By the 2000s, former members of the several communist organizations unearthed their archives, making many more documents available. The Center for Arab and African Studies (Markaz al-Buhuth al-‘Arabiyya wa-l-Ifriqiyya) convened a “Committee to Document the History of the Egyptian Communist Movement until 1965” whose most prominent member was ‘Asim al-Dusuqi. They produced at least two volumes entitled Wathaʼiq al-Haraka al-Shuyuʻiyya al-Misriyya [Documents of the Egyptian Communist Movement], vol. 1, 1944-1952 (Cairo: Dar al-ʻAlim al-Thalith, 2007) and vol. 2, 1953-1954 (Cairo: Dar al-Thaqafa al-Jadida, 2011).

Except for Khuri-Makdisi and Perrault, the aforementioned books focus on intellectual and institutional history. In contrast, Joel Beinin and Zachary Lockman’s Workers on the Nile: Nationalism, Communism, Islam and the Egyptian Working Class, 1882‑1954 (Princeton University Press, 1987) treats socialist and Marxist currents, along with other political tendencies, as part of the social history of the working class.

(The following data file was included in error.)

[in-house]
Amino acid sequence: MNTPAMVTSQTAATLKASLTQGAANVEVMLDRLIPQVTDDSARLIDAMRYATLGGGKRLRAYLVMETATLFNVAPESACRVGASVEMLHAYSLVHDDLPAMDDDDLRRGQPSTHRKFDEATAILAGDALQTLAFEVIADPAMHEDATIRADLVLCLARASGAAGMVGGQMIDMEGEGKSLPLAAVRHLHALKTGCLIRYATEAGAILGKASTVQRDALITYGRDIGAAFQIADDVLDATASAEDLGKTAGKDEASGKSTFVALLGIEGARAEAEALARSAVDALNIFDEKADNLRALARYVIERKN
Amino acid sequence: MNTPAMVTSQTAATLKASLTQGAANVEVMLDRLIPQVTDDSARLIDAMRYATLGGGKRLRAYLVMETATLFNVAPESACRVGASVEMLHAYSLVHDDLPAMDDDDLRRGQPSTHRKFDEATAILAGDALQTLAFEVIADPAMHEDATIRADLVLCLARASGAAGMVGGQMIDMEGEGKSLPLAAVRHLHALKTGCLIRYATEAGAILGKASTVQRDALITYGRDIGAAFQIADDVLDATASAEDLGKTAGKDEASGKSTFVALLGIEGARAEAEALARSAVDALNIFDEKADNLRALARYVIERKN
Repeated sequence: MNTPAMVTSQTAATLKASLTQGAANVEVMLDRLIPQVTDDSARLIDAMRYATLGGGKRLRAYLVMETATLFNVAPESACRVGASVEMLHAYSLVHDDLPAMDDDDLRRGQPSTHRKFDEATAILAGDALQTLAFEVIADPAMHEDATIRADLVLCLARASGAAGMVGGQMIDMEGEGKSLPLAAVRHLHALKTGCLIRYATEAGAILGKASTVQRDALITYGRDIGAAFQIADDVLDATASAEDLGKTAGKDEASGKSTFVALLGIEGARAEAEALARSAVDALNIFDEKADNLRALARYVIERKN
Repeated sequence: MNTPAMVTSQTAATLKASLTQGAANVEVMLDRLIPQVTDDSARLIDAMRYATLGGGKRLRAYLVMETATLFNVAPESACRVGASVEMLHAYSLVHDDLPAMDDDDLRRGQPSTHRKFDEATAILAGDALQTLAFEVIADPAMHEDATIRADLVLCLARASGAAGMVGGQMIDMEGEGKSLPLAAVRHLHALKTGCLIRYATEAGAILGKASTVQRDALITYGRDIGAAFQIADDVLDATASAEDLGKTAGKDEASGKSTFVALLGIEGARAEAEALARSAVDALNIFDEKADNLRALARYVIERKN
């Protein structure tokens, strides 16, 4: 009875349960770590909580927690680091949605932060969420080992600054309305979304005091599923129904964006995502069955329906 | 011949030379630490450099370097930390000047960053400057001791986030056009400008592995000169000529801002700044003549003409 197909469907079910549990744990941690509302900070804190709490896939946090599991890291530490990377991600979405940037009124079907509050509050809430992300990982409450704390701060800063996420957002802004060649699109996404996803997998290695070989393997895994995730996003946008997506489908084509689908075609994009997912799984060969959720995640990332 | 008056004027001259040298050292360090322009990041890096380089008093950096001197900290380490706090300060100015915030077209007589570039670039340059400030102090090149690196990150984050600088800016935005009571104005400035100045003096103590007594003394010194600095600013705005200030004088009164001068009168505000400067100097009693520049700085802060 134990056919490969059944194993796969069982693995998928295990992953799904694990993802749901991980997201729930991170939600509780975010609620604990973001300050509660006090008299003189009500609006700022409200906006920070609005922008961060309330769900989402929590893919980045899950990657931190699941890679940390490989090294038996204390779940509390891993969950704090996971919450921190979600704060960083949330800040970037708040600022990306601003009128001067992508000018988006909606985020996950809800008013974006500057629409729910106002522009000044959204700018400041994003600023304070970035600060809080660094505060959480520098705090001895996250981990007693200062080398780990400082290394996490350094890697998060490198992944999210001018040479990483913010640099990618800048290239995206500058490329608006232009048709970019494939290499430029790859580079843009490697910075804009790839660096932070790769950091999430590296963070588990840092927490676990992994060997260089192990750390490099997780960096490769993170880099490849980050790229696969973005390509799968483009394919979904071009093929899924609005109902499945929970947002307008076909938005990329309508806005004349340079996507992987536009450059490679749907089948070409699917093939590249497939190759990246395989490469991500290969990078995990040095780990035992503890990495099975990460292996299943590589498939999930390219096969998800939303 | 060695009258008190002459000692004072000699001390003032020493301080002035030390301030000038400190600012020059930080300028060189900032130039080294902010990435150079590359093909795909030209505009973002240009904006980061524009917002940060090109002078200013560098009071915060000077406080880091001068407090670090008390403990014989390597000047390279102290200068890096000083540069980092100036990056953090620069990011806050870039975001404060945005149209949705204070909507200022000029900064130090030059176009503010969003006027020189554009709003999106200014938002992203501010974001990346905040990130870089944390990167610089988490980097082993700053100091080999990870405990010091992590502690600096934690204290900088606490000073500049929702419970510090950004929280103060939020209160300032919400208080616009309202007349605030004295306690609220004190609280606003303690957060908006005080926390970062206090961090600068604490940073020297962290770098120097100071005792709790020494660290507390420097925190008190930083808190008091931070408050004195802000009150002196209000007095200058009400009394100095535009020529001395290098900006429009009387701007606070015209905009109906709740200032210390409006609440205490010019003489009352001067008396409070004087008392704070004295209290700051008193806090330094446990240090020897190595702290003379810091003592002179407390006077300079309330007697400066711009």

The formation and subsequent splintering of the DMNL and its position on the partition of Palestine remain subjects of political controversy in Egypt to this day. Because Curiel and Schwartz were Jews, the question of Palestine has often been polemically linked to the role of Jews in the movement—a subject which has received disproportionate attention in both Arabic and English. The main English-language books treating this topic are Irmgard Schrand, Jews in Egypt: Communists and Citizens (Münster: Lit, 2004) and Rami Ginat, A History of Egyptian Communism: Jews and their Compatriots in Quest of Revolution (Boulder, CO: Lynne Rienner, 2011). Ginat’s title is unfortunate, since Jews were always a minority in the movement and only the al-Raya group, which excluded Jews, thought that a socialist revolution was on the agenda. My own work inadvertently contributed to the disproportionate attention to Jews in the communist movement, although Was the Red Flag Flying There? Marxist Politics and the Arab-Israeli Conflict in Egypt and Israel, 1948-1965 (University of California Press, 1990) sought to de-exceptionalize that topic through a relational history of Marxist currents in Egypt and Israel.